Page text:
Earlier this week, the Texas Freedom Caucus sent a letter to Gov. Greg Abbott asking that eight conservative priorities be added to the next special session’s agenda. Among the items urged was a ban on taxpayer-funded lobbying, which is perhaps the single most important item mentioned.
Local governments spend big to hire lobbyists whose only job is to push for higher taxes, more spending, and bigger government at the statehouse. These hired guns regularly work against conservative legislation and advocate for progressive causes.
In other words, governments are using our money against us.
As an example, taxpayer-funded lobbyists fought tooth-and-nail 2019’s signature property tax reform which let Texans vote on big tax hikes. Of the 30 people who spoke in opposition to the bill in committee, “all were either lobbyists—many of whom were paid to be there with taxpayer funds—or government employees.” Most of those who testified in favor of it were private people there on their own dime.
That’s not an isolated incident either. For instance, the city of Houston’s top intergovernmental relations chief has, for years, advocated against good government legislation, including bills to make government more transparent, to end forced annexation, and to ease local regulations that spike housing costs.
Taxpayer-funded lobbying costs Texans in another, too, and even more directly. Transparency USA estimates that local governments spent “nearly $75 million” this session to hire lobbyists. That’s tens of millions not available for police, potholes, and tax relief. It also likely doesn’t include the money spent on in-house lobby teams, like the Houston example above, or membership dues paid to third-party groups that employ lobbyists, like the Texas Municipal League, the Texas Association of Counties, and the Texas Association of School Boards.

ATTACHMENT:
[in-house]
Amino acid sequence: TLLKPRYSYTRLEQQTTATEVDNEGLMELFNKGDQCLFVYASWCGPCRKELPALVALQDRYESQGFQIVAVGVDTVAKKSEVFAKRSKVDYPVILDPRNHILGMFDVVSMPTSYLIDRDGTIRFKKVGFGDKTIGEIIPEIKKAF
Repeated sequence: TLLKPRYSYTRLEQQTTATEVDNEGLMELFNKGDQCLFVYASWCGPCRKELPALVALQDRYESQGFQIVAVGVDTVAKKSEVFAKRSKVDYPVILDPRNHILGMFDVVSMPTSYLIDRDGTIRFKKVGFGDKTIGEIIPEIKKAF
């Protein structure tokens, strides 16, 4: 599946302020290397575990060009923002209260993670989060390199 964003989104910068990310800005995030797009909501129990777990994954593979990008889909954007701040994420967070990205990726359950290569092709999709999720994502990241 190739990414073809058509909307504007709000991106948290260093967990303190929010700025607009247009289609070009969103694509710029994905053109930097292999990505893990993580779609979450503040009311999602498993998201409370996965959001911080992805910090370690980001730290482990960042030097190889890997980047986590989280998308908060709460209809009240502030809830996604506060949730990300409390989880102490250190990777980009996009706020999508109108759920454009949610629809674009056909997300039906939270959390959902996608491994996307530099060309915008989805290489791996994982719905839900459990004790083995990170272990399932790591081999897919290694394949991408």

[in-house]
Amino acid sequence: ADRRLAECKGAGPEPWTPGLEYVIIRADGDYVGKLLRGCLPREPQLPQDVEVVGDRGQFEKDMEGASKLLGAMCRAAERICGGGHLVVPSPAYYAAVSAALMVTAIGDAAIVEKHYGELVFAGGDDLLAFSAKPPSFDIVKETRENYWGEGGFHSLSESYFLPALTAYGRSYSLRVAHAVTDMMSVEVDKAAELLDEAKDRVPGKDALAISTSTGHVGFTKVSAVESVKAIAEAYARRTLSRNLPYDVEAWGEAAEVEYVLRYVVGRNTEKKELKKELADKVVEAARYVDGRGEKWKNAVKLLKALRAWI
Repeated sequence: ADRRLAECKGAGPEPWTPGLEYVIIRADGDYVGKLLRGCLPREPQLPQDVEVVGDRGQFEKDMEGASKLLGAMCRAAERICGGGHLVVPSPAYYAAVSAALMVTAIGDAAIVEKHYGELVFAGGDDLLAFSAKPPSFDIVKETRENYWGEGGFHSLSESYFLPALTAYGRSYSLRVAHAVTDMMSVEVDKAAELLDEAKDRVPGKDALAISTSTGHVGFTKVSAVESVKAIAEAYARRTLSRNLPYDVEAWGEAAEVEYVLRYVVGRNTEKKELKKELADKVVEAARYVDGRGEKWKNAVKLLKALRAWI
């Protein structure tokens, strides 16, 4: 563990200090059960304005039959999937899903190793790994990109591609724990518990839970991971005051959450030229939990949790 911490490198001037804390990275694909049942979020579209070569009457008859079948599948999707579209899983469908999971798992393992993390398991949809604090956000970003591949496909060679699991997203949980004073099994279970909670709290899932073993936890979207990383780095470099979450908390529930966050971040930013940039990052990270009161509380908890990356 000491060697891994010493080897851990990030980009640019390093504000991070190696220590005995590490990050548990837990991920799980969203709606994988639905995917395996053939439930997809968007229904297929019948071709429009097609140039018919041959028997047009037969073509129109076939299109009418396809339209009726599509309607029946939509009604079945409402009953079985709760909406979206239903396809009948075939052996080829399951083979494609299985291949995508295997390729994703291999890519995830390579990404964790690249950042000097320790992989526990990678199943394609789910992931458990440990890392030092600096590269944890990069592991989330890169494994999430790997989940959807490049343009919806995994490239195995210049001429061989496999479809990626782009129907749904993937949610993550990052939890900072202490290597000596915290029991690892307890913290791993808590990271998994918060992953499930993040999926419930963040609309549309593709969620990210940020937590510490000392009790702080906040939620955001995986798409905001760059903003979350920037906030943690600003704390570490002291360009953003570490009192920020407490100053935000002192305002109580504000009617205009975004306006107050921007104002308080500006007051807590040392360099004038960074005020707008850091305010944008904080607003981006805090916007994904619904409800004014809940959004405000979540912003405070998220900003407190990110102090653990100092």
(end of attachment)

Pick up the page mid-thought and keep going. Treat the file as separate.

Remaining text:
There are plenty of reasons for the Legislature to act, but perhaps one of the most compelling reasons to ban the practice is that virtually every Texan wants it stopped.
According to a February 2021 poll of 800-plus registered voters, conducted by WPA Intelligence, 86% of Texans oppose taxpayer-funded lobbying. The results mirror the findings from a similar survey conducted in 2019. They also match the Texas Republican primary election results in 2020 which showed a supermajority supporting the following ballot proposition: “Texas should ban the practice of taxpayer-funded lobbying, which allows your tax dollars to be spent on lobbyists who work against the taxpayer.” (YES – 94.29%, NO – 5.71%)
It’s easy to see that taxpayer-funded lobbying is unpopular, costly, and a violation of public trust. But it’s also incompatible with our form of government.
Let’s remember that U.S. governance is founded on the consent of the governed, not the will of the government. This much is made clear in the First Amendment to the U.S. Constitution, which affirms the right of the people to petition their governors for a redress of grievances. Governments are not given this right. And it’s this distinction that should be remembered and reinforced against the intrusions of Texas local governments.
Texans stand to gain much from a ban on taxpayer-funded lobbying. But before that can become a reality, it must be put on the agenda for this month’s special session and only the governor has the power to do that. He would be wise to do so, as it’s the key to so many other conservative victories.